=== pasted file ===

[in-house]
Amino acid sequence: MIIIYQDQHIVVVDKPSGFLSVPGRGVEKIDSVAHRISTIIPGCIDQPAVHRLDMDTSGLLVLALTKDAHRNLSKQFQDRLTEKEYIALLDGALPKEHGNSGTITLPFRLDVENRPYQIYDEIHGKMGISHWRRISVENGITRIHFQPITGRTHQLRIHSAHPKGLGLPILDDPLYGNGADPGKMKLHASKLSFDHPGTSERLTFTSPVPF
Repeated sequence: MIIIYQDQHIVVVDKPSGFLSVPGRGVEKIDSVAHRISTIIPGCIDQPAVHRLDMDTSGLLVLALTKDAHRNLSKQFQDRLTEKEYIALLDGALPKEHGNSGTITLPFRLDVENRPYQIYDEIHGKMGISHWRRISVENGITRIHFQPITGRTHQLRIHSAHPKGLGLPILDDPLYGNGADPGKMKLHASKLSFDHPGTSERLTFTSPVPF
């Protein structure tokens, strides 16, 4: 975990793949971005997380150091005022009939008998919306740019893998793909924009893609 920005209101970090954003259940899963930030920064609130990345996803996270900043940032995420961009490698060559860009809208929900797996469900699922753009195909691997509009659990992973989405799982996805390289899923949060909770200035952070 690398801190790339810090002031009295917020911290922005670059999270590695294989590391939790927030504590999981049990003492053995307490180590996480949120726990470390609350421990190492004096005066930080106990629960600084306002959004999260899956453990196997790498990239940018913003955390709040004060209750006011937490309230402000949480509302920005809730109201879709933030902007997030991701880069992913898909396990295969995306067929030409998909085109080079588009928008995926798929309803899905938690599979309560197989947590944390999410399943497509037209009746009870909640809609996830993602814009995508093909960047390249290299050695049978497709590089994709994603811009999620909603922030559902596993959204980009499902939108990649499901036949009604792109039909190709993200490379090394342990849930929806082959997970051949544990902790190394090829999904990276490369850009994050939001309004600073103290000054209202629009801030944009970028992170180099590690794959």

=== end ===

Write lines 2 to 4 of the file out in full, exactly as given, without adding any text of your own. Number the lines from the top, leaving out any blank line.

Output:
Amino acid sequence: MIIIYQDQHIVVVDKPSGFLSVPGRGVEKIDSVAHRISTIIPGCIDQPAVHRLDMDTSGLLVLALTKDAHRNLSKQFQDRLTEKEYIALLDGALPKEHGNSGTITLPFRLDVENRPYQIYDEIHGKMGISHWRRISVENGITRIHFQPITGRTHQLRIHSAHPKGLGLPILDDPLYGNGADPGKMKLHASKLSFDHPGTSERLTFTSPVPF
Repeated sequence: MIIIYQDQHIVVVDKPSGFLSVPGRGVEKIDSVAHRISTIIPGCIDQPAVHRLDMDTSGLLVLALTKDAHRNLSKQFQDRLTEKEYIALLDGALPKEHGNSGTITLPFRLDVENRPYQIYDEIHGKMGISHWRRISVENGITRIHFQPITGRTHQLRIHSAHPKGLGLPILDDPLYGNGADPGKMKLHASKLSFDHPGTSERLTFTSPVPF
């Protein structure tokens, strides 16, 4: 975990793949971005997380150091005022009939008998919306740019893998793909924009893609 920005209101970090954003259940899963930030920064609130990345996803996270900043940032995420961009490698060559860009809208929900797996469900699922753009195909691997509009659990992973989405799982996805390289899923949060909770200035952070 690398801190790339810090002031009295917020911290922005670059999270590695294989590391939790927030504590999981049990003492053995307490180590996480949120726990470390609350421990190492004096005066930080106990629960600084306002959004999260899956453990196997790498990239940018913003955390709040004060209750006011937490309230402000949480509302920005809730109201879709933030902007997030991701880069992913898909396990295969995306067929030409998909085109080079588009928008995926798929309803899905938690599979309560197989947590944390999410399943497509037209009746009870909640809609996830993602814009995508093909960047390249290299050695049978497709590089994709994603811009999620909603922030559902596993959204980009499902939108990649499901036949009604792109039909190709993200490379090394342990849930929806082959997970051949544990902790190394090829999904990276490369850009994050939001309004600073103290000054209202629009801030944009970028992170180099590690794959």